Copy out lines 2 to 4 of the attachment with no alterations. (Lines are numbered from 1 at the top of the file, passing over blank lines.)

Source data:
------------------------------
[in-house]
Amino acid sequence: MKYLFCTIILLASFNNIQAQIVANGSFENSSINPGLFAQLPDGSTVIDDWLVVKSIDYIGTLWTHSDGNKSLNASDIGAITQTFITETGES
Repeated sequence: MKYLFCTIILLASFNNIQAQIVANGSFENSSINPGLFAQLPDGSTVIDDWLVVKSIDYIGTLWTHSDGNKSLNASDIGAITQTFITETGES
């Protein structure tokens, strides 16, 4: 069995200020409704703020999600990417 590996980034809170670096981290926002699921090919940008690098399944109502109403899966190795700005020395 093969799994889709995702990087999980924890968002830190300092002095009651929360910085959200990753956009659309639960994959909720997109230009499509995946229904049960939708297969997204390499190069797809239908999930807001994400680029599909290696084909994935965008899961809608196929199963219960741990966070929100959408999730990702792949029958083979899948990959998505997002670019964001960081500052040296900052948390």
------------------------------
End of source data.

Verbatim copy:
Amino acid sequence: MKYLFCTIILLASFNNIQAQIVANGSFENSSINPGLFAQLPDGSTVIDDWLVVKSIDYIGTLWTHSDGNKSLNASDIGAITQTFITETGES
Repeated sequence: MKYLFCTIILLASFNNIQAQIVANGSFENSSINPGLFAQLPDGSTVIDDWLVVKSIDYIGTLWTHSDGNKSLNASDIGAITQTFITETGES
């Protein structure tokens, strides 16, 4: 069995200020409704703020999600990417 590996980034809170670096981290926002699921090919940008690098399944109502109403899966190795700005020395 093969799994889709995702990087999980924890968002830190300092002095009651929360910085959200990753956009659309639960994959909720997109230009499509995946229904049960939708297969997204390499190069797809239908999930807001994400680029599909290696084909994935965008899961809608196929199963219960741990966070929100959408999730990702792949029958083979899948990959998505997002670019964001960081500052040296900052948390």